Conti winter tyres A-Class above when the snow falls

Having driven a car on winter tyres for the first time on UK roads, DAVID HOOPER says the difference in grip levels on packed snow and ice is dramatic!

Mercedes-Benz A-Class on Continental ContiWinterContact tyres

This week’s road test car, a Mercedes-Benz A-Class A250 BlueEfficiency Engineered by AMG on Continental ContiWinterContact tyres.

AS freezing snowy conditions cripple the country, for once I’ve got the right car at the right time – because this week’s test car arrived sporting a set of Continental winter tyres.
My test car this week is the excellent new Mercedes-Benz A-Class. It’s an A250 BlueEfficiency Engineered by AMG and has a seven-speed automatic gearbox, but more of that when the roadtest goes live on the site in a week or two.
The car was only delivered yesterday – the day after a scary drive on roads which were covered with a packed layer of ice. It was so slippery, that when I stopped the car on a main A-road, it slid sideways into the gutter.

This week's road test car, a Mercedes-Benz A-Class A250 BlueEfficiency Engineered by AMG on Continental ContiWinterContact tyres.

In this pic, I’ve packed the snow into the tread pattern – note the bigger block pattern.

The difference between driving that car and this is huge. It has little to do with the car, but everything to do with the Conti Winter Contact 205/50/R17 tyres fitted to the A-Class.
Winter tyres use a softer rubber compound and a bigger block, or tread pattern, which is designed to keep itself clear of snow.
The tyres come into their own when temperatures drop below 7 degrees. The softer, more flexible rubber compound provides far greater grip on snow and ice as a short drive around a few snow-packed side roads quickly proved.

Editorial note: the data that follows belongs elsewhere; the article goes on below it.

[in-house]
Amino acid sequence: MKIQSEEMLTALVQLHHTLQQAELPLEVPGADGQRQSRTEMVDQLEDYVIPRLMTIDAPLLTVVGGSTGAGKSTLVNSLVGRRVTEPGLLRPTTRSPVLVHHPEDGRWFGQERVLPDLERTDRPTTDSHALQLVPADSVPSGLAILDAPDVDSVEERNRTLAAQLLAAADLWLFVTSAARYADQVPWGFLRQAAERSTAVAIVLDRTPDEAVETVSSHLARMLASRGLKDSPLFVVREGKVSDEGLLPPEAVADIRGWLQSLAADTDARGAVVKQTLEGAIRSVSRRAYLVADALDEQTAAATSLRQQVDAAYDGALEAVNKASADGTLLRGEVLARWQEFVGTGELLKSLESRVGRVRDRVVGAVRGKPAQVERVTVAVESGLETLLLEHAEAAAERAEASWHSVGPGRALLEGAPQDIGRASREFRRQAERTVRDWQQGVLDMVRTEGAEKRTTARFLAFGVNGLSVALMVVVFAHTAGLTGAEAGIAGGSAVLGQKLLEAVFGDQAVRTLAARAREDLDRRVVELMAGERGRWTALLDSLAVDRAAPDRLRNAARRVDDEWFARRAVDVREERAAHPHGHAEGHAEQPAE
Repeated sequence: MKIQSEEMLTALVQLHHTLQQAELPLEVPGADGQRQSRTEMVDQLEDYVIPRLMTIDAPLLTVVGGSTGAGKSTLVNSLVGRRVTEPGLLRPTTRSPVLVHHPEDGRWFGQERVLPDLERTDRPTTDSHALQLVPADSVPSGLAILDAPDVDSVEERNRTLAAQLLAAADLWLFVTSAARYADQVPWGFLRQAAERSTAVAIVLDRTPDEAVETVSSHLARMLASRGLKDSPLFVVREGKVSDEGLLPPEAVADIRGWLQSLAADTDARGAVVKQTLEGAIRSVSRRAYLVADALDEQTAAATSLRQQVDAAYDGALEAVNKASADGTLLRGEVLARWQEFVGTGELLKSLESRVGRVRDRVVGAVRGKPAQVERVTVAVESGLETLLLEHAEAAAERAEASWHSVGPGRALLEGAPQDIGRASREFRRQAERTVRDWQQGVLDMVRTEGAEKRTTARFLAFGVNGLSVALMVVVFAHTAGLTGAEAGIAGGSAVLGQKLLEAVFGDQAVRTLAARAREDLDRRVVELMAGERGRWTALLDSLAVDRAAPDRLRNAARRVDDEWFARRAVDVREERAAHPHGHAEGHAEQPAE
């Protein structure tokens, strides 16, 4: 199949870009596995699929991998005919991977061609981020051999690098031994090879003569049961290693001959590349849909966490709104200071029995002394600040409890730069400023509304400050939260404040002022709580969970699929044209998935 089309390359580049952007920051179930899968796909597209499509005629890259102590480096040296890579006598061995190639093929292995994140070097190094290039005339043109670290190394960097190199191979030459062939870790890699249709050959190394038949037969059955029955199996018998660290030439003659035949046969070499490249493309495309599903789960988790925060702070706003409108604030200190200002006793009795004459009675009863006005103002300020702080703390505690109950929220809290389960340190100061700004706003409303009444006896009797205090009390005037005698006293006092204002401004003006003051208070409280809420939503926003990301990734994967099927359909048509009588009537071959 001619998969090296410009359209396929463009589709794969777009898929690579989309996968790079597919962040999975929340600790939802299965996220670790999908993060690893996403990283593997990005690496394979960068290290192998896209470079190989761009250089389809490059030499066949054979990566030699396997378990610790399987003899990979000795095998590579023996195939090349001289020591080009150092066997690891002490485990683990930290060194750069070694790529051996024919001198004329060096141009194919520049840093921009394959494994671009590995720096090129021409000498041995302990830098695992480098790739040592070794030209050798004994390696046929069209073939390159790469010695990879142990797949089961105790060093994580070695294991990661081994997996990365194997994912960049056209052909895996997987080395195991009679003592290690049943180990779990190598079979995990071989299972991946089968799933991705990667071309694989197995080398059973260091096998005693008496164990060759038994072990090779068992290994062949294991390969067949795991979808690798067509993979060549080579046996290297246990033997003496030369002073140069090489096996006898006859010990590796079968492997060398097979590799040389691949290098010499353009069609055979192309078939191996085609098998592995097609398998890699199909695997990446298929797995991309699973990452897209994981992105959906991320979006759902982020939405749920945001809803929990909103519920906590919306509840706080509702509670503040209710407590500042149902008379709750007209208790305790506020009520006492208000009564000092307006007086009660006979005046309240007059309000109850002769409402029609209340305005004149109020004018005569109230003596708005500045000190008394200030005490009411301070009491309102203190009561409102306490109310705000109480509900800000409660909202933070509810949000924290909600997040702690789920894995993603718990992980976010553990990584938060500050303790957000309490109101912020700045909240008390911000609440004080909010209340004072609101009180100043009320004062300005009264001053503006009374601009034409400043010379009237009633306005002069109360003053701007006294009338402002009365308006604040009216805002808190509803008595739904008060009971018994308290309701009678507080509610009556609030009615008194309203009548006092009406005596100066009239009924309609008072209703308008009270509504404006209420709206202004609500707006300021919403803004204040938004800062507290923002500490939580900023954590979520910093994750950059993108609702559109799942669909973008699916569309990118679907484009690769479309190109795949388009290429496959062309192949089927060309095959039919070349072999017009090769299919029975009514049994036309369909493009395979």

The braking and steering performance was far superior than in a similar sized new car I was driving on Monday when the snow first arrived. Both models are front wheel drive and both have the latest safety aids, but the Mercedes, on its winter tyres is a much easier and obviously safer car to drive in these conditions.
In Germany winter tyres now have to be fitted by law, at least on the driving wheels, between October and March, and it is recommended in many other parts of Europe.
Several friends I know who regularly drive across Europe in winter to the ski resorts have banged on about them for years, adamant that they make a huge difference to the way their cars drive when the temperatures plummet.
Many motor manufacturers now also fit winter tyres to their demonstration fleets in the winter months. Having driven a car on winter tyres in fresh and packed snow for the first time, I can now see why.
They are not cheap, and you have to store them in the summer months, although some tyre companies or dealerships will do this for you if you don’t have space at home, for a fee, but having now experienced the difference for myself, if you use your car a lot in the winter months I would definitely recommend having a set fitted.
We’re really not talking about a tiny difference most people won’t notice – trust me, on packed snow and ice it’s a massive difference.
If you can’t afford a full set, then you could go for just two tyres on the driving wheels – it will certainly help, especially if your car is rear wheel drive.
Click here for more on winter tyres and winter driving.

This week's road test car, a Mercedes-Benz A-Class A250 BlueEfficiency Engineered by AMG on Continental ContiWinterContact tyres.

More grip means safer driving when the weather turns nasty.

 

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